Cooked in soups, stews, stuffing, and sauces, or served raw in salads, mushrooms add texture and flavor to almost any dish. There was a time when the only kind of mushroom you could find at the market was the button mushroom. Now, a wide variety of mushrooms both wild and cultivated are widely available.
Getting to know the character of different mushrooms is like getting to know the character of different wines. Besides varying drastically in shape and texture, each one has an aroma, flavor, and intensity of its own. Familiarity with what makes one type of mushroom distinct from another will guide your choices as you experiment with them in your cooking.
Often imported from Europe, these mushrooms are sold dried or canned. They have a delicate, nutty flavor and a somewhat chewy texture. They make a wonderful mushroom soup, and are delicious sauteed in butter then finished with a little cream, salt, pepper, and fresh herbs, such as parsley or thyme.
These mushrooms resemble button mushrooms, but are darker in color and have a slightly fuller flavor. They make a wonderful ravioli filling and are perfect for marinating and grilling.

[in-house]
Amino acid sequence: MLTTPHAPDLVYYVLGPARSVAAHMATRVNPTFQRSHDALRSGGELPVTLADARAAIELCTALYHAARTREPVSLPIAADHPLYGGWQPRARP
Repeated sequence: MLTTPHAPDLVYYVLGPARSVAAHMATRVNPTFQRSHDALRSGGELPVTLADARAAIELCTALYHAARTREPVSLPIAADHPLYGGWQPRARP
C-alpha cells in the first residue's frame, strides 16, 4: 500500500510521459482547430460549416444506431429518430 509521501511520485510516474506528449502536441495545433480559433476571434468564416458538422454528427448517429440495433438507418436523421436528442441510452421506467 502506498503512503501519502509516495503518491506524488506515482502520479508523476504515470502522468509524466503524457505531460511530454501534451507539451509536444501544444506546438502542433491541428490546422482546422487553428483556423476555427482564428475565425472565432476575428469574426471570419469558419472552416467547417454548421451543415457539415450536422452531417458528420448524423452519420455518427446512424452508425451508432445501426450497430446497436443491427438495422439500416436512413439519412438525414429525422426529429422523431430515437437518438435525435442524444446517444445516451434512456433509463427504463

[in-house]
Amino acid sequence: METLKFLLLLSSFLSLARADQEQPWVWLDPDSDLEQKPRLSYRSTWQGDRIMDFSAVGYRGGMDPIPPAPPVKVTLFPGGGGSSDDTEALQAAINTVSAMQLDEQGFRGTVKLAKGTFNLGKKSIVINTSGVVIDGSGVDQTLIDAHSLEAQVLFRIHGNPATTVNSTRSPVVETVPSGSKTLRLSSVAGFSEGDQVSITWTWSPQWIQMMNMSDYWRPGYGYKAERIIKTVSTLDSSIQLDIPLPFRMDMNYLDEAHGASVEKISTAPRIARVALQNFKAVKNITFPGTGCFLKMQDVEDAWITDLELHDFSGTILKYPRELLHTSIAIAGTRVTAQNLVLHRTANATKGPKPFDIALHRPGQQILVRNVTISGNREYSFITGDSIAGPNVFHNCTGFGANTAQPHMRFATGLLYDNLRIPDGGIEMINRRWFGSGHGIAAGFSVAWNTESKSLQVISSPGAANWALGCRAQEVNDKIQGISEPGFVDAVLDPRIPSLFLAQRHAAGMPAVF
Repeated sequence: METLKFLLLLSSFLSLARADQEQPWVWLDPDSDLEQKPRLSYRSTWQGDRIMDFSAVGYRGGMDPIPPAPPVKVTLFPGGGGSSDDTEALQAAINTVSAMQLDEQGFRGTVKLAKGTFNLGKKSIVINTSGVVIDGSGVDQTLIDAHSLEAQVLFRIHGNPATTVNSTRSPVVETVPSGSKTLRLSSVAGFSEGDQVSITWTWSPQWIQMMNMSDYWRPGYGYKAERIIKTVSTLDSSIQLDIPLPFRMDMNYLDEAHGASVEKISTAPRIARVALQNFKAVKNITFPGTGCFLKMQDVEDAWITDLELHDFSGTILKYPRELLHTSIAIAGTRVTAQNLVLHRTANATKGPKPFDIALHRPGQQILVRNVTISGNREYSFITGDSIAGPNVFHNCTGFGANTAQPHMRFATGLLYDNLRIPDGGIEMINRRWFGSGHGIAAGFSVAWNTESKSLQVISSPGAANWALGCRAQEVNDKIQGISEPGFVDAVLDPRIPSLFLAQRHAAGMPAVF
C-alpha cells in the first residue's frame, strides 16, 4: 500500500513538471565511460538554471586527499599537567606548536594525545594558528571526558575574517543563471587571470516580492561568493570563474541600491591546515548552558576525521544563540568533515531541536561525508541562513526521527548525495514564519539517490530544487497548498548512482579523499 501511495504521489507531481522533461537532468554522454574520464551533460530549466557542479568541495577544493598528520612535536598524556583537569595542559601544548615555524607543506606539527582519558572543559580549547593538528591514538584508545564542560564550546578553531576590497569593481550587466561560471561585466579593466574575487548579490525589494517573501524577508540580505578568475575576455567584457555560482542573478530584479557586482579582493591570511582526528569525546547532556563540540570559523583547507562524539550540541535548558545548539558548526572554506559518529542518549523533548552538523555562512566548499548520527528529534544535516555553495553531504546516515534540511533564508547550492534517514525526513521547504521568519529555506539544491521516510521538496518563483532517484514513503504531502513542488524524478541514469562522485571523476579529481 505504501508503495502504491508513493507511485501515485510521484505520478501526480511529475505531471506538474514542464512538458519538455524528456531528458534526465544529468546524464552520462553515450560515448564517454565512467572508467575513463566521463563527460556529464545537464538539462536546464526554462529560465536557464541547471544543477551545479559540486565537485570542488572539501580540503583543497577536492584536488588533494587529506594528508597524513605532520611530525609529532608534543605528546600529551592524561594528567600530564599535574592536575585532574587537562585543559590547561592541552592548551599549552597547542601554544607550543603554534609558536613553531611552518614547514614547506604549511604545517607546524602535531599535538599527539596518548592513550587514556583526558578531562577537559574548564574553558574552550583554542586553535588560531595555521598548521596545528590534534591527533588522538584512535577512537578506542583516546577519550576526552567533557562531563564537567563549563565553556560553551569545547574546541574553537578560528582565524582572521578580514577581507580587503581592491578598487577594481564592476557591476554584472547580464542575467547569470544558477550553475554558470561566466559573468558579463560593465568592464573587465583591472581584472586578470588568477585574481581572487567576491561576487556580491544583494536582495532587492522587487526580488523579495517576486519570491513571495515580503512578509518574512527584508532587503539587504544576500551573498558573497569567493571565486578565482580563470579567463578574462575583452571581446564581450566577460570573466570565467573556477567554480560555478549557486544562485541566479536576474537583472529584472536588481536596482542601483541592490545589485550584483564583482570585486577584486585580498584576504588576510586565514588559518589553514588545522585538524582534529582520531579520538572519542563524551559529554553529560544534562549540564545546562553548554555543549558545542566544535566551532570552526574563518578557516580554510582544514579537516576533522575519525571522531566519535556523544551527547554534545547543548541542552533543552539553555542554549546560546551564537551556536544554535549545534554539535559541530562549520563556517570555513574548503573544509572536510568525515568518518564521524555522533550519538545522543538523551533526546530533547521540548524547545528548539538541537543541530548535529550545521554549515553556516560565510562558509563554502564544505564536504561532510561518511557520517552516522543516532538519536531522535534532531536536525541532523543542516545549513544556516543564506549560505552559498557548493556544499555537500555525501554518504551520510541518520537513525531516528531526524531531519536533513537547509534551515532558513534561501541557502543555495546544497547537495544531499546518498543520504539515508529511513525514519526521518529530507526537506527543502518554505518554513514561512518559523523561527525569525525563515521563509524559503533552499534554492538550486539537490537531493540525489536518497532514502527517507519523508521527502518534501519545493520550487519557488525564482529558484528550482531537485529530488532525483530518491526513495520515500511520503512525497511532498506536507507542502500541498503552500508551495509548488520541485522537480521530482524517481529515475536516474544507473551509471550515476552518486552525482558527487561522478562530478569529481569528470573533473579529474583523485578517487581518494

Delicate, threadlike enoki are usually imported in vacuum-packed bags: Choose firm, ivory-colored bunches. They are wonderful served raw in salads, but they are also delicious in a saute. Japanese soups such as miso soup are often served with a sprinkling of these mushrooms.
Hen of the Woods
These mushrooms have a ruffled shape and grow at the bases of hardwood trees. They impart a garlicky flavor when used in long-cooked soups and stews.
Fan-like oyster mushrooms grow in tightly piggybacked clumps on the trunks of deciduous trees. They can be seared, and they make beautiful garnishes for roasted meats and fish. When cooked in butter, they have a gentle flavor reminiscent of seafood.
Available fresh in the late spring and fall, these wild mushrooms are delicious served raw over salads, or cooked and served with polenta. Porcini mushrooms are also known as cepes.
Portobello mushrooms are actually fully mature creminis. Their cuplike caps and meaty texture make them perfect for stuffing, but they are just as delightful fried in garlic and olive oil, grilled then served over a salad, or served as an accompaniment to meats.
Prized for their smoky, earthy flavor, shiitakes are good roasted or stir-fried, and are particularly suited to Asian dishes.
These cultivated white mushrooms have been a supermarket staple since the 1940s. Mild in flavor and sturdy, they are perfect for stuffing. Raw, they are a flavorful addition to salads; sauteed, they add texture to a tomato or Madeira sauce.